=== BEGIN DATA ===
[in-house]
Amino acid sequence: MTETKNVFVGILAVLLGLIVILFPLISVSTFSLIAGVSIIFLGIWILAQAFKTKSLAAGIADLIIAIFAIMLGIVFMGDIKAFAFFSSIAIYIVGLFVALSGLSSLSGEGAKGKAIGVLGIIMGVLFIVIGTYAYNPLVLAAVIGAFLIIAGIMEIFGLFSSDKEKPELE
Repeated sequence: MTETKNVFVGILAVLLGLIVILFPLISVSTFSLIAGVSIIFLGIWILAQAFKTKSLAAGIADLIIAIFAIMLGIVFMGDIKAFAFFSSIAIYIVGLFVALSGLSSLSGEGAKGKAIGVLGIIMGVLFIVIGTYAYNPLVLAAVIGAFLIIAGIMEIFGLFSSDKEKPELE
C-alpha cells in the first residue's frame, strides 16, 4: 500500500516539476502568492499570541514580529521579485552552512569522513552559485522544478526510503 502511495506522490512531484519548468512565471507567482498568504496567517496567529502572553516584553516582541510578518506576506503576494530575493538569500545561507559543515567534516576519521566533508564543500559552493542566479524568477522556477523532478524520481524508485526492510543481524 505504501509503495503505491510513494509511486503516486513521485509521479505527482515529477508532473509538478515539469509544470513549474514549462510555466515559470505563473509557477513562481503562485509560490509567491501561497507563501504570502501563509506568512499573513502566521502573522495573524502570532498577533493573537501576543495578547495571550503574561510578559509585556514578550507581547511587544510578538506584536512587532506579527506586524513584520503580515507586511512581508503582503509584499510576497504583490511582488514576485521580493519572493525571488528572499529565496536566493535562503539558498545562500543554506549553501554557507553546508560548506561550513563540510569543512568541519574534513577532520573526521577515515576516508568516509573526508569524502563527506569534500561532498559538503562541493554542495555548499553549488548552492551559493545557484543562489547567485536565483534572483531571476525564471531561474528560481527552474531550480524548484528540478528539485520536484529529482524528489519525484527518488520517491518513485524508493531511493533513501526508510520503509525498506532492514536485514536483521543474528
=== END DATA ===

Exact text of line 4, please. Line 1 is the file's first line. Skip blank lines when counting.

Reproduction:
C-alpha cells in the first residue's frame, strides 16, 4: 500500500516539476502568492499570541514580529521579485552552512569522513552559485522544478526510503 502511495506522490512531484519548468512565471507567482498568504496567517496567529502572553516584553516582541510578518506576506503576494530575493538569500545561507559543515567534516576519521566533508564543500559552493542566479524568477522556477523532478524520481524508485526492510543481524 505504501509503495503505491510513494509511486503516486513521485509521479505527482515529477508532473509538478515539469509544470513549474514549462510555466515559470505563473509557477513562481503562485509560490509567491501561497507563501504570502501563509506568512499573513502566521502573522495573524502570532498577533493573537501576543495578547495571550503574561510578559509585556514578550507581547511587544510578538506584536512587532506579527506586524513584520503580515507586511512581508503582503509584499510576497504583490511582488514576485521580493519572493525571488528572499529565496536566493535562503539558498545562500543554506549553501554557507553546508560548506561550513563540510569543512568541519574534513577532520573526521577515515576516508568516509573526508569524502563527506569534500561532498559538503562541493554542495555548499553549488548552492551559493545557484543562489547567485536565483534572483531571476525564471531561474528560481527552474531550480524548484528540478528539485520536484529529482524528489519525484527518488520517491518513485524508493531511493533513501526508510520503509525498506532492514536485514536483521543474528